most popular sport.


16 Chapter 1. Your First Week

Title

FemSoc x PolSoc

Freshers’ Formal Hall

Freshers’ Service

Freshers’ Sports Day

(International) Freshers

Welcome (Reception)

Garden Party

Gown Sale

Green Workshops

Helpdesk

Information Session

Description

A joint welcome event co-hosted by Trinity’s own

Feminist Society and Politics Society

An introduction to Cambridge’s famous Formal Dinners.

The Chaplains hold an introductory service for freshers,

students of all faiths welcome.

Your first opportunity to try out a sport or two at Trinity

and to meet your new teammates.

After you have moved in and unpacked, help us kick

off Freshers’ week in style.

A Garden Party in the delightful surroundings of the

Fellows’ Bowling Green.

This is where you’ll buy your gown, T-shirts and club

tickets. Various people will also be on hand to help

you with the admin tasks of signing up to a GP or

registering to vote.

Run by the TCSU Environmental and Domestic Officer,

this workshop will help you learn more about

the climate crisis, and discuss with other students how

you can live more green as a student in Cambridge.

The TCSU Committee will be on hand to greet you

and point you in the right direction.

An information session for International Students run

by the Overseas Welfare Officer.

LGBTQ+

Reception

Welcome

An introduction to the LGBTQ+ community at Trinity

Library Induction

You need to be inducted to the ways of the Trinity

Library, where you may get books from. This won’t

take long and there are lots of time slots.


1.3 Freshers’ Week Timetable 17

Title

Life Skills Session

Magpie and Stump

Matriculation

Photograph

Music Society Welcome

Nevile’s Ent

Pub Tour

Punting

Respect Workshops

Senior Tutor’s Welcome

to Parents

Signing of the

Admissions Book

TEGA Plant Sale

Tour of Town / College

Trinity Christian Union

Welcome

Description

A drop in session ran by the TCSU Access Officer

offering advice on money management and academic

success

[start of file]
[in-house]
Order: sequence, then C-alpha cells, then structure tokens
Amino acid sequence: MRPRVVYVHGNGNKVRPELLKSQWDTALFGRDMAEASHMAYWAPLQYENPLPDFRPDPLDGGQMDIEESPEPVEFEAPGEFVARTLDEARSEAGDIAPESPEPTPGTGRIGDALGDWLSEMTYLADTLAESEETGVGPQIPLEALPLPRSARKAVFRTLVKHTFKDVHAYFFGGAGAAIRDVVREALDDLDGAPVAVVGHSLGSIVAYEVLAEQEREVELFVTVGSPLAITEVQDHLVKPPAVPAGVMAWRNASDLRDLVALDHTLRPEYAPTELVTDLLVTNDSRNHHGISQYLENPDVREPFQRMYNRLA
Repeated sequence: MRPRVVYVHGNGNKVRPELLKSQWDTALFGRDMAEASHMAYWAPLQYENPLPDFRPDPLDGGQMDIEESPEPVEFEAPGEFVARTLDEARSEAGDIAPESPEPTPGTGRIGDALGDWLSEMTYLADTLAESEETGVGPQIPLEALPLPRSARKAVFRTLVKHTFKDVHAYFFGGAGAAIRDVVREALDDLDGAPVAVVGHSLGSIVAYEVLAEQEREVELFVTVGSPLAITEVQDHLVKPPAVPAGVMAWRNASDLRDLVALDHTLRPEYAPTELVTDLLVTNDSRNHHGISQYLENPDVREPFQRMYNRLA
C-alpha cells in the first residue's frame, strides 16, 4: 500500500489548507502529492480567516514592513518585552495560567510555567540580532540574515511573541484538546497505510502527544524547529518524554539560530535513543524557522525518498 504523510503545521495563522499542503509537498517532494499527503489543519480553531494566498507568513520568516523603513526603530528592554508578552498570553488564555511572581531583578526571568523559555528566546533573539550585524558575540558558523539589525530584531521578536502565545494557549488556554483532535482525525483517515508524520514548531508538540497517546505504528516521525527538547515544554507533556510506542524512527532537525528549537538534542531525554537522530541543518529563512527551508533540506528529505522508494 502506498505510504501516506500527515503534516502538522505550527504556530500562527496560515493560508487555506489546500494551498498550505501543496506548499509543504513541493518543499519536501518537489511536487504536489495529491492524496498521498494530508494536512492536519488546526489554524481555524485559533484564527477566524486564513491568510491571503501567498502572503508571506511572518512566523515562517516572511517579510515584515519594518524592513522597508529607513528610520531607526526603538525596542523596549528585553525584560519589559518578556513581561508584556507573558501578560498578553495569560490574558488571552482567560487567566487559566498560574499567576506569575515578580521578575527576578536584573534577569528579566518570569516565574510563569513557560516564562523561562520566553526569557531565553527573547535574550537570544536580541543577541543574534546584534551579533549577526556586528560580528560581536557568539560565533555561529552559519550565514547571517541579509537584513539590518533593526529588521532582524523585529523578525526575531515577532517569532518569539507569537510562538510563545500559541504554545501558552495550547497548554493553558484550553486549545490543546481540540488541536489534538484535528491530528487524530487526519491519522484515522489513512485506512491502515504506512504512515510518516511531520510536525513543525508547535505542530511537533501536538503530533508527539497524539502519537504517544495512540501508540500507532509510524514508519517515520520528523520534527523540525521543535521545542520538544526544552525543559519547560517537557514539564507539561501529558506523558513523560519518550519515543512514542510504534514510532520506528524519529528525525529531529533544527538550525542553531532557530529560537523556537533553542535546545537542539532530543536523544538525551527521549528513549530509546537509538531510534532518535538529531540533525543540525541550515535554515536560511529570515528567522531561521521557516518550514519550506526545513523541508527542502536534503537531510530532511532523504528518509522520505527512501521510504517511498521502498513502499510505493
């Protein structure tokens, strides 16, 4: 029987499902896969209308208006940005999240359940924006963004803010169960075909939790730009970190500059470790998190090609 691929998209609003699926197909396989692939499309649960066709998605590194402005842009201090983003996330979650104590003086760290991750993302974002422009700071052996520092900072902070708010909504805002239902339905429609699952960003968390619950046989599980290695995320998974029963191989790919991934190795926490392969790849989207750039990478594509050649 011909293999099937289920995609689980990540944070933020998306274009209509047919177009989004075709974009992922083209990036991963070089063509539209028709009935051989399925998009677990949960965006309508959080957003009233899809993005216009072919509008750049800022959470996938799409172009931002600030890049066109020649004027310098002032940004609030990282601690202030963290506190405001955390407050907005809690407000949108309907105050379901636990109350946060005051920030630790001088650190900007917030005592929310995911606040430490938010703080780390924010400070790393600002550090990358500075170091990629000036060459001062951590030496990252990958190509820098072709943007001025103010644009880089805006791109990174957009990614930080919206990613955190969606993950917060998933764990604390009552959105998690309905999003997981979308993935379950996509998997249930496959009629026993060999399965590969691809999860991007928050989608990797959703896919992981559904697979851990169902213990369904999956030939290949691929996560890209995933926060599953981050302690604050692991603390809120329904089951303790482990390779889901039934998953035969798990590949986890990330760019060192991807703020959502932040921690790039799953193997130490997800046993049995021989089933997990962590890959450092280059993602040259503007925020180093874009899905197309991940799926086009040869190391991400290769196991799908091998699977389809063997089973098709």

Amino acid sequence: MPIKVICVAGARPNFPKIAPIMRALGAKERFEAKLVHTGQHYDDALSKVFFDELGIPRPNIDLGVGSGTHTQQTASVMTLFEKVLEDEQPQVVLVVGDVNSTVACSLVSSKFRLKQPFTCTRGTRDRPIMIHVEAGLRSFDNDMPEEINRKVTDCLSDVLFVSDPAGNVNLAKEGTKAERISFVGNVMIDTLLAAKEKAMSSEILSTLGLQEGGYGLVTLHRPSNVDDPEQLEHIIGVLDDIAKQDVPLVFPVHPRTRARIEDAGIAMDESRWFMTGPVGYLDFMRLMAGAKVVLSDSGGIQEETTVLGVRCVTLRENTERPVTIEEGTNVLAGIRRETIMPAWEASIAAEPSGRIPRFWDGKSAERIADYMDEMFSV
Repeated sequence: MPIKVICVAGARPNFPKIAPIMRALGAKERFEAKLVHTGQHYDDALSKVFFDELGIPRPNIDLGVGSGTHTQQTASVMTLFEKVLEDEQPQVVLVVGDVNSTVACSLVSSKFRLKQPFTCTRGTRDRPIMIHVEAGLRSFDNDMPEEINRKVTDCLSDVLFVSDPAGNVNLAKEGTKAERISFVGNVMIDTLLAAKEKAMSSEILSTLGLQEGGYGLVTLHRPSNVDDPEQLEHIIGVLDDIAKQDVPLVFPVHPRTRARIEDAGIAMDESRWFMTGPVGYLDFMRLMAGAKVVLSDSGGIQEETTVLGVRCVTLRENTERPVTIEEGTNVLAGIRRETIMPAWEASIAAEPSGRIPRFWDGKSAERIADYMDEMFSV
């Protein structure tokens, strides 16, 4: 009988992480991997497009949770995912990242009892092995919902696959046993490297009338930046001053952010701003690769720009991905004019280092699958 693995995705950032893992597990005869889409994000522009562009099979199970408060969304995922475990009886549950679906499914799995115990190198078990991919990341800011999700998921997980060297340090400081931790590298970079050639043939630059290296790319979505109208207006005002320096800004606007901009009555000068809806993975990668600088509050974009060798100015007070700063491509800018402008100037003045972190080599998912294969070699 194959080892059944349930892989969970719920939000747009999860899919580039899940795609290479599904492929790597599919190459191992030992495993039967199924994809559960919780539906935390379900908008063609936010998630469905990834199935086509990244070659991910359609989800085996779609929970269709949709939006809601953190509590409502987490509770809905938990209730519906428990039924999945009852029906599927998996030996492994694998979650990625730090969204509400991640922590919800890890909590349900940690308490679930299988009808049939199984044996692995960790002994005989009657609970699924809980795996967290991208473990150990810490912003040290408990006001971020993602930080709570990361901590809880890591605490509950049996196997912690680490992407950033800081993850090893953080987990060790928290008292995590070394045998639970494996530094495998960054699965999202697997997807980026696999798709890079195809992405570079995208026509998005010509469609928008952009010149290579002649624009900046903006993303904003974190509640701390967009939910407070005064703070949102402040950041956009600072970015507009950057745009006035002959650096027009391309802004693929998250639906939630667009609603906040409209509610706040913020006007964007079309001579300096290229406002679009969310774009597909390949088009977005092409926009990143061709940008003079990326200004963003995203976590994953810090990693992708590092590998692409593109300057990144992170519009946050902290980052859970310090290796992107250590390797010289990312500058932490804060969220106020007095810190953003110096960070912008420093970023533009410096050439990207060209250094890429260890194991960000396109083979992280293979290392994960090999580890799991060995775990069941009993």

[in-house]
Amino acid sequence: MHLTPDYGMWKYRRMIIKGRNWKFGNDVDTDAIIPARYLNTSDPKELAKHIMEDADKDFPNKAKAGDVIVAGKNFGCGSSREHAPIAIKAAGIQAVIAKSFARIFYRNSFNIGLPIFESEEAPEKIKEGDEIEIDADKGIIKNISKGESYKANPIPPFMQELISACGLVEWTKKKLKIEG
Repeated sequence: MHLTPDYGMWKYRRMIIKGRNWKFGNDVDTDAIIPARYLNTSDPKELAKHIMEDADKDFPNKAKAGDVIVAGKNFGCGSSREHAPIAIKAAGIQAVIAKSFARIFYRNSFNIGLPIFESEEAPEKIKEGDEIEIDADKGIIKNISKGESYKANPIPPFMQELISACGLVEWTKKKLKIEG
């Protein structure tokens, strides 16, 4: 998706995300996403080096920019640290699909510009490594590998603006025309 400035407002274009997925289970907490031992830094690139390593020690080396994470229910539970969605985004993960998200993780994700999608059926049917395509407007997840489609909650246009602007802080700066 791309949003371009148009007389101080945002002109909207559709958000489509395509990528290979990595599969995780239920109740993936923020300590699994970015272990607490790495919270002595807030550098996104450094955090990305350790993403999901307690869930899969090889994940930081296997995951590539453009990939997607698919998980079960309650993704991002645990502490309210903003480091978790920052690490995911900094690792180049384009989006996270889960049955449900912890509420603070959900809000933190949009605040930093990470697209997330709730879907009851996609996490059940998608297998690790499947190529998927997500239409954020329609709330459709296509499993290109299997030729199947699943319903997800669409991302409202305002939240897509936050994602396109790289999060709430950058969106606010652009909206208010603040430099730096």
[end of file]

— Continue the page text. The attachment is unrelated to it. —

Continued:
An introduction to Trinity’s comedy society - time to

see if nerds can actually be funny

You will need your gown. Also, remember that you

will see this photo for years to come, so choose your

outfit at the start of the day wisely!

Trinity College Music Society will offer an introduction

to their events and activities.

TCSU’s flagship Freshers’ week event. Come along

for an evening of music and drinks to remember.

Go on a tour of some of the excellent pubs in Cambridge.

Try out one of the most quintessential Cambridge experiences

by having a go at punting on the river Cam.

Important and informative workshop exploring the

various differences that inevitably exist in the diverse

student population

The Senior Tutor will welcome your parents to the

College community.

You will sign the admissions book to confirm your

Matriculation to Trinity. This has been happening for

hundreds of years; you’ll even be able to see Isaac

Newton’s name from when he did it.

Decorate your new room with some greenery.

A tour of the most vital places you’ll want to know in

the College and in Cambridge - there’ll be multiple

groups going.

Get to know the Christian Union better and learn about

what the society has in store for the year.


18 Chapter 1. Your First Week

Title

Trinity College Societies

Welcome Events

Tutorial Harangues

Tutorial and Accommodation

Meet and Greet

Welcome Refreshments

Welcome Talks

Welfare Tea

Description

Get to know the individual societies better and learn

about what the society has in store for the year.

Time for you to meet your Tutor! Details will be

emailed to you.

Time for you to meet the various college staff who

have been emailing you over the past month.

Opportunity for you (and anyone who came to drop

you off) to put your feet up and enjoy a cuppa after

lugging a heavy suitcase and half a dozen plants up

and down various staircases.

A proper welcome from important people (like us!)

and staff around Trinity.

Take an hour to enjoy tea and donuts with our Welfare

Officers.


2. College Life

2.1 Weeks begin on Thursday?

Yep. This largely makes no difference, but your timetable will start on Thursday and

end on Wednesday, and if you have different lectures on odd- and even-numbered

weeks, you may need to be a bit more careful than usual! Weeks are generally

referred to by numbers with Week 1 being the first week of ‘Full Term’ (the part of

Term when lectures occur). For example, Week 1 of Michaelmas Term 2022 starts

on 6th of October.

2.2 Michaelmas? Lent? Easter?

The year at Cambridge is split up into three terms, each lasting eight weeks. The first

of these terms is Michaelmas Term (sometimes referred to as Mich—pronounced

‘mick’) which starts at the beginning of October and runs until the start of December

(or end of November, depending on the year). Lent Term runs from mid-January

until mid-March, and Easter Term is between the end of April and the middle of

June.

2.3 Fellow, Director of Studies, Tutor, Supervisor...

When you arrive there will be a few people you’re introduced to with strange titles.

Let’s clear that up now, because we’ll use these words a lot throughout.

A Fellow is an academic who works for the College and sometimes the University

as well. There are many different kinds of Fellow, some not much older than PhD

students and some that are very senior. They are full-time academics and many